If I had found an article like this and realized my symptoms were UC and not any other pregnancy symptom, I would have been able to treat it sooner! I can’t really complain though, because after becoming a member on various Facebook groups – I have found that a lot of people have gastro-related issues but aren’t able to ever get a clear diagnosis. I am grateful that we have figured out what is going on and how to treat it.
When I delivered my baby, I went rogue and stopped the medication. It was weird coming home from the hospital with a new baby and all of the other physical changes you are going through and the lack of sleep you are getting while you run on pure adrenaline that first week! To be honest thinking about “colitis” and taking medication while I breastfed was just not on my radar. When I remembered I should be taking it, I just thought for a moment that with this crazy pregnancy I just had – maybe it really isn’t colitis and was just some off pregnant symptom. Also since the medication was working well and I wasn’t experiencing symptoms it was hard to see and really grasp that I really had UC and even what that fully entailed. I knew nothing about it really.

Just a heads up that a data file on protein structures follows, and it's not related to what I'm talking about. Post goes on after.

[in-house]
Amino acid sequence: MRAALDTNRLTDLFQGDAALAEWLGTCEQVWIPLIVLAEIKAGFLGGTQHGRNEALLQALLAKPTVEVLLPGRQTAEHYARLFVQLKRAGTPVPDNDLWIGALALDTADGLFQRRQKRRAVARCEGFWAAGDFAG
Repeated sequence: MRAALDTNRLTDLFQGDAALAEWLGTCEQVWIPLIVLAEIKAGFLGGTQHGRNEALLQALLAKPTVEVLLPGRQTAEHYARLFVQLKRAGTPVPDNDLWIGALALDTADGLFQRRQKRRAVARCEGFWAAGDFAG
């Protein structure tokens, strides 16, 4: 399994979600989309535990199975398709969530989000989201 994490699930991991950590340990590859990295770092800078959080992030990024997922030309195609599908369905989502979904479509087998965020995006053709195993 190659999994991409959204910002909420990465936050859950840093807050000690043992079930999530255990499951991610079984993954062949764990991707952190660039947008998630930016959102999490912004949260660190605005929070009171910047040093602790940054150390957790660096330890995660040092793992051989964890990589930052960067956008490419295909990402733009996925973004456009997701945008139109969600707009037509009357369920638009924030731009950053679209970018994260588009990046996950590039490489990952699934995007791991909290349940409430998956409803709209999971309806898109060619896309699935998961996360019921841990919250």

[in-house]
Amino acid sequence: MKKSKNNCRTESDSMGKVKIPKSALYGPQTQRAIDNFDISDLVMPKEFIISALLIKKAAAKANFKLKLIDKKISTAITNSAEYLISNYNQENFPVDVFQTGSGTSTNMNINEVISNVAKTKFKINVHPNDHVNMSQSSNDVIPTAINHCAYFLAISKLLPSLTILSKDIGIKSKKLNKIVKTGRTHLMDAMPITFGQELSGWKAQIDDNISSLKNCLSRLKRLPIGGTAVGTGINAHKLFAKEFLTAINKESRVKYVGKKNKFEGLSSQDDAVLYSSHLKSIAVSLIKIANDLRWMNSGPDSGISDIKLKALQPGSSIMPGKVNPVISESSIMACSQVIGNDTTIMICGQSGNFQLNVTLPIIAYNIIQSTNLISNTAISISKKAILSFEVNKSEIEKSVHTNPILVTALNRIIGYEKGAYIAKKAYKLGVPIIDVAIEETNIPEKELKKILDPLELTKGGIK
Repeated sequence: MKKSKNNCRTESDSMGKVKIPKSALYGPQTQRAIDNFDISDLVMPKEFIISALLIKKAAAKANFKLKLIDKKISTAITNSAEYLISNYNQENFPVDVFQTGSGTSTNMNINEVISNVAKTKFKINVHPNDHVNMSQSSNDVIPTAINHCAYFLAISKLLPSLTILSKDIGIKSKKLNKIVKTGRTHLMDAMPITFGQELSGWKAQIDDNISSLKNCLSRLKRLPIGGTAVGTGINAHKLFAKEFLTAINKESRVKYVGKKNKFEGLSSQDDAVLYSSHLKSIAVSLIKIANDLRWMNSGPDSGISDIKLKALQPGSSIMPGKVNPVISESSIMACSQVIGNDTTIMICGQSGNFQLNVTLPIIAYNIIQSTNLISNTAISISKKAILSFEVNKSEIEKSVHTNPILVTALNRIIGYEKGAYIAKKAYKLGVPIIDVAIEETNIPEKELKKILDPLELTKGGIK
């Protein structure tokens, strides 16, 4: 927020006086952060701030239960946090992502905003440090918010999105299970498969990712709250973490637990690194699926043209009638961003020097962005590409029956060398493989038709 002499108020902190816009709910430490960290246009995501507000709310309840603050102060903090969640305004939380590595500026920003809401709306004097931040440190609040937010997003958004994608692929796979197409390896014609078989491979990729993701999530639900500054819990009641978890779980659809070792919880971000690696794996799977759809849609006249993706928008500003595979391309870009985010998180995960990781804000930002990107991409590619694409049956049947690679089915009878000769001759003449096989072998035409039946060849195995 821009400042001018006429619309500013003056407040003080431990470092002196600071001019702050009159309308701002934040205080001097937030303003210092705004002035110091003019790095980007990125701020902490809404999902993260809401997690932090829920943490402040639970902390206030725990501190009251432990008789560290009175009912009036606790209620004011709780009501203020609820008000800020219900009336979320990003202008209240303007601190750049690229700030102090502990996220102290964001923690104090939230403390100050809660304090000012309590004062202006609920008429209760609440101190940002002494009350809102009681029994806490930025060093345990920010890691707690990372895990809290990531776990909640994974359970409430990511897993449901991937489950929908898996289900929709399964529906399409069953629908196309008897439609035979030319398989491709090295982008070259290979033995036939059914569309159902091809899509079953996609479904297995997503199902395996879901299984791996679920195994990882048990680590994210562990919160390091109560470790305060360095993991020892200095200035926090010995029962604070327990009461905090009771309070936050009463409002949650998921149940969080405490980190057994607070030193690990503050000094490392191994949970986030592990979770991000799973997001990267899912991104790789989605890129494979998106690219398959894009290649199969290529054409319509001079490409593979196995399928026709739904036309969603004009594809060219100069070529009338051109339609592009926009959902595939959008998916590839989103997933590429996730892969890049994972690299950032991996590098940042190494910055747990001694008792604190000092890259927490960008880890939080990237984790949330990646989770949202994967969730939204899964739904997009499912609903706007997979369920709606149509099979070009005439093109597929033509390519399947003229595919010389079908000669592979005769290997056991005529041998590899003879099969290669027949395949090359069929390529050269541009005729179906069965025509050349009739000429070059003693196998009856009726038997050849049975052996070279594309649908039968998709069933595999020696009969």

It wasn’t until about 5/6 months post-partum, when all of the symptoms came back quickly. Before I knew it was in another “flare up” and would soon realize how common that phrase would become in my vocabulary! UGH! So we got back to the doctors, and I confessed to my doctors that I was a bad patient, in denial and hadn’t been taking the medication. This was during COVID, fall of 2020, so all of the visits were virtual, and I was just put back on medication, with additional enemas to control the symptoms. I was also put on a low dose of steroids. That was until I was diagnosed with COVID and told to stop the steroids right away. I survived COVID with Colitis and a nearly 20 day quarantine with 2 babies!!! That experience in it self could be an entire separate post! Because of the amount of time I went of medication, this flareup lasted a few months, and by January when I had my followup colonoscopy, I was in full remission and everything looked good.